Following the colour map is the array of tile objects. Each tile has a three byte header.
|UINT8 width||Image width in bytes/pixels|
|UINT8 height||Image height in bytes/pixels|
|UINT8 type||Data format|
The image data follows, with the exact format dependent on the type value.
Jill of the Jungle uses the earliest known version of the engine, which doesn't support anything but BYTE. Kiloblaster is a further updated version of the engine which supports PLAIN, at least. It's likely that these compression features were planned but not implemented until after a few releases of the engine.
Type 0: BYTE
This format is raw 8bpp - each byte represents a pixel. The first byte is the pixel at (0,0) and the last byte is the pixel at (w-1,h-1). The byte's value is transformed through the colour map (if one is present), then it becomes an index into the game's palette.
The length of the image data (in bytes) is calculated as width * height.
Type 1: PLAIN
Pixels are represented in their raw form. If the colour depth is 4 bits it will store 2 pixels per byte and with 2 bits it will store 4 pixels per byte.
In this case, the tile lengths (in bytes) are reduced accordingly - with 4bpp (two pixels per byte) the tile length will be half the number of bytes compared to 8bpp (one pixel per byte.)
Since the leftover bits at the end of a line will never be used to store the start data of a next line, the data at the end of 4-bit and 2-bit lines always needs to be rounded up to the next full byte. This full data length per line is called the 'stride'. To calculate this stride, the following formula can be used:
stride = ((width * bits_per_pixel) + 7) / 8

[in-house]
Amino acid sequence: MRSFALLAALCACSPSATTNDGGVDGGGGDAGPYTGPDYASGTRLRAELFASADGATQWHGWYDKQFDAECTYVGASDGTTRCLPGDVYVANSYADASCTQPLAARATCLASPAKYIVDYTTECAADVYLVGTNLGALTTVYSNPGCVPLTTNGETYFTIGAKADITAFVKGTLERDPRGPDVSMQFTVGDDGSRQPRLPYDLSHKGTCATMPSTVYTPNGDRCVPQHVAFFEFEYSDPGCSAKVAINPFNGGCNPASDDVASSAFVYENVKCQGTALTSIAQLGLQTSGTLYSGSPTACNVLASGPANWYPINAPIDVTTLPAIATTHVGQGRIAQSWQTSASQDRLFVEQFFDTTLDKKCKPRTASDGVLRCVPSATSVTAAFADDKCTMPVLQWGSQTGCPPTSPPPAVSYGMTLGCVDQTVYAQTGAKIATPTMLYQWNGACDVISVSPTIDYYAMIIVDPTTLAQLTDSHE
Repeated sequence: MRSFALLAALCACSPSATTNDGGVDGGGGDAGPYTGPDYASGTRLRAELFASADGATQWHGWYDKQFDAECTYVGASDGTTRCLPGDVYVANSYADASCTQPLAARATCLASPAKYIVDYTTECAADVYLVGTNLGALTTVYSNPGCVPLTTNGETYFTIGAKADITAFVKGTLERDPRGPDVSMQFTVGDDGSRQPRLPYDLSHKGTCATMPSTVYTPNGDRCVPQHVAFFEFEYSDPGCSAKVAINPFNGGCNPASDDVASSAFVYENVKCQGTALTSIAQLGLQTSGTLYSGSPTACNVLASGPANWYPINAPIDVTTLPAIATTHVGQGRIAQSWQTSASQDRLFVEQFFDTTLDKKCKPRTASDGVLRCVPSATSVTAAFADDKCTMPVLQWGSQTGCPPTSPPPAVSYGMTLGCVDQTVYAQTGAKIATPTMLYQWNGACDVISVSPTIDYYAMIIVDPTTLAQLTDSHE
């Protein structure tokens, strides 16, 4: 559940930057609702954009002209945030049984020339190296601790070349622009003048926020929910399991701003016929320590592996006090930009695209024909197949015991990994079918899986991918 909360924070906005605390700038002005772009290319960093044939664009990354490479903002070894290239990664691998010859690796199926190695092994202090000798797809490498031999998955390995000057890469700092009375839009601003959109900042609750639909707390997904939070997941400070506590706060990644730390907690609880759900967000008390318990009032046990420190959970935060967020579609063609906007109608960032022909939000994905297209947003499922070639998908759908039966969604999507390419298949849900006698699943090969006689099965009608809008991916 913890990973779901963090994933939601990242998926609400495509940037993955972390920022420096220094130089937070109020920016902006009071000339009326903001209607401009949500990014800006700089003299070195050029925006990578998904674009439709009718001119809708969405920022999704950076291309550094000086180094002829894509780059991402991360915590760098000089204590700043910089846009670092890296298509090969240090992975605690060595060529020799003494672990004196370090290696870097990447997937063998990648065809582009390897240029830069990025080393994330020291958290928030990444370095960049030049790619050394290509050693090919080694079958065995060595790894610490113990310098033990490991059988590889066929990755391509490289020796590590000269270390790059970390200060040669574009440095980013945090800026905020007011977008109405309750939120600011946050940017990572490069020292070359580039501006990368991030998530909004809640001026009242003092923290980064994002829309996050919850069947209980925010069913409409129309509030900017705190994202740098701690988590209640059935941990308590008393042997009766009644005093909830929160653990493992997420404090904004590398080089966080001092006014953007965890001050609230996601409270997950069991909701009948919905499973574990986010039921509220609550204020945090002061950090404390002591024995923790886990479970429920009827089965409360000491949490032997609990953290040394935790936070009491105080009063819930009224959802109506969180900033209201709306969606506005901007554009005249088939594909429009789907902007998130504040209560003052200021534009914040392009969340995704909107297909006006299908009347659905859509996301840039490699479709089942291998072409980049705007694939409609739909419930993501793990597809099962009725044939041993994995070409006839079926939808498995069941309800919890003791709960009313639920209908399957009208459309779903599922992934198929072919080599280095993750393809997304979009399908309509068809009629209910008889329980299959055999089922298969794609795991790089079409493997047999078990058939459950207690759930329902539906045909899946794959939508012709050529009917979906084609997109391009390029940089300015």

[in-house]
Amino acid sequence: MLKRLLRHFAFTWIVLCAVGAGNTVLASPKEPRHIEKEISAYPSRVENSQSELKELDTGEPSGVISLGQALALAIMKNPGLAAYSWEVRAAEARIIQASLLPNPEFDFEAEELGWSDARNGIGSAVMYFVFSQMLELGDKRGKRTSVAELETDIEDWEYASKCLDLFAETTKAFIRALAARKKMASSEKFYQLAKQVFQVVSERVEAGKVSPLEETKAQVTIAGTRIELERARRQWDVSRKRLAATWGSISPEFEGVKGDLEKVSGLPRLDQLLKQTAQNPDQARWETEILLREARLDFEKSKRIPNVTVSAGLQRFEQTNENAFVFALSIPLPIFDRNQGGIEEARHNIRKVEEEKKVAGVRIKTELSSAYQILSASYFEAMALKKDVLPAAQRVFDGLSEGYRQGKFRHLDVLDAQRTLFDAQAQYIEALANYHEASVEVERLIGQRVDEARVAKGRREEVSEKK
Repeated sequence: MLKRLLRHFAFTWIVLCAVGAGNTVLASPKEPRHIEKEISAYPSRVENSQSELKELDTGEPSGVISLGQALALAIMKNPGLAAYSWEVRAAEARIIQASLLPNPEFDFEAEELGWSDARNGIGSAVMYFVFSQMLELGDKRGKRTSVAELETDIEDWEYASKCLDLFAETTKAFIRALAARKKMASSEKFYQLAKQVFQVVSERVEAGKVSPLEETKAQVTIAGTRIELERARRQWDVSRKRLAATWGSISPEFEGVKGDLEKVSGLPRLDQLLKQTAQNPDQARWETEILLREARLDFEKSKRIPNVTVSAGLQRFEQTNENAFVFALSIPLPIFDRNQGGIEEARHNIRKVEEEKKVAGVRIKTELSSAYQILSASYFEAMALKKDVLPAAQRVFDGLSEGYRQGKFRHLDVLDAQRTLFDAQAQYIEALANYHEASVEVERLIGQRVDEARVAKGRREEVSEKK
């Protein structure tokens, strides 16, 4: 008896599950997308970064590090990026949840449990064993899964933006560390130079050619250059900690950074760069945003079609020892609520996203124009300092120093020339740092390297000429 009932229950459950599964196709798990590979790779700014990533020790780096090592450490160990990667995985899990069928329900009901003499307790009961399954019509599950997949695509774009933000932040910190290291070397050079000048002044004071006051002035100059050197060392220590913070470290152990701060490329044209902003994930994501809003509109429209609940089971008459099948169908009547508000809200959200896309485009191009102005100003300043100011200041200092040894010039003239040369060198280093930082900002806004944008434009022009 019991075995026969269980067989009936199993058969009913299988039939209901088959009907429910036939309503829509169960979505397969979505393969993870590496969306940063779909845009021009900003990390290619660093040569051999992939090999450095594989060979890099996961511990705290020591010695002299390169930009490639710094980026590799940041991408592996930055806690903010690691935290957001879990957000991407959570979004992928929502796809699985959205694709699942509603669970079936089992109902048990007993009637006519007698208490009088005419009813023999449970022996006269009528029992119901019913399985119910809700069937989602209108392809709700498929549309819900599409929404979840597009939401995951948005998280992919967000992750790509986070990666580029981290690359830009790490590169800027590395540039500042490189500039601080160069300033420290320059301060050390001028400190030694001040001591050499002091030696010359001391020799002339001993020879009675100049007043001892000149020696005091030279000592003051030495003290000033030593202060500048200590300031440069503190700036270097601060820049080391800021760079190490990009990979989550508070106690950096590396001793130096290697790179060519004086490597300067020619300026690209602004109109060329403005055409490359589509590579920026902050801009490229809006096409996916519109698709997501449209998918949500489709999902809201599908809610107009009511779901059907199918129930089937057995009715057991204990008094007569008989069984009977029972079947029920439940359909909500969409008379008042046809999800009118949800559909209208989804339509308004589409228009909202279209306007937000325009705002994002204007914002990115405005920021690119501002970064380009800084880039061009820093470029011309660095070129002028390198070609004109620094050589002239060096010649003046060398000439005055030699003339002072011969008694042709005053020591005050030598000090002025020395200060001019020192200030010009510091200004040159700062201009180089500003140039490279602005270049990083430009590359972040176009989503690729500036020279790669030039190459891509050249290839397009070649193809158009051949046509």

To calculate the full tile size, simply multiply the stride with the height:
size_in_bytes = stride * height
Type 2: RLE
This type is apparently unused.
While it is unknown whether this feature is available in Jill of the Jungle, Xargon can read certain tiles as palettes. If an entry is flagged as 8-bit color and 64x12 in size, the 768-byte content is treated as a 6-bit VGA Palette. In order for the palette to be used, it must be "requested" by the game in some manner (e.g. loading an image for a map file). Instead of reading this tile as a standard image, the game will instantly use this as the new palette. Specifically, this means the palette switch will occur when the tile is first loaded, such as when entering a level, rather than when the tile is actually displayed on-screen. This also means it is not possible to store a full 256-colour tile of 64x12 pixels in size, however this limitation could be worked around if needed by using a colour map and an image of 128 colours or less.
It is currently unknown whether this feature is used in Xargon, but if it is, all 256 colours are set. The feature is used in Kiloblaster (to set the palette used for the VGA level backdrops), but of the 256-colours in the tile, only colours 15 to 240 (inclusive) are set. The other colours in the palette are left unchanged.
Confirm if Jill can do this too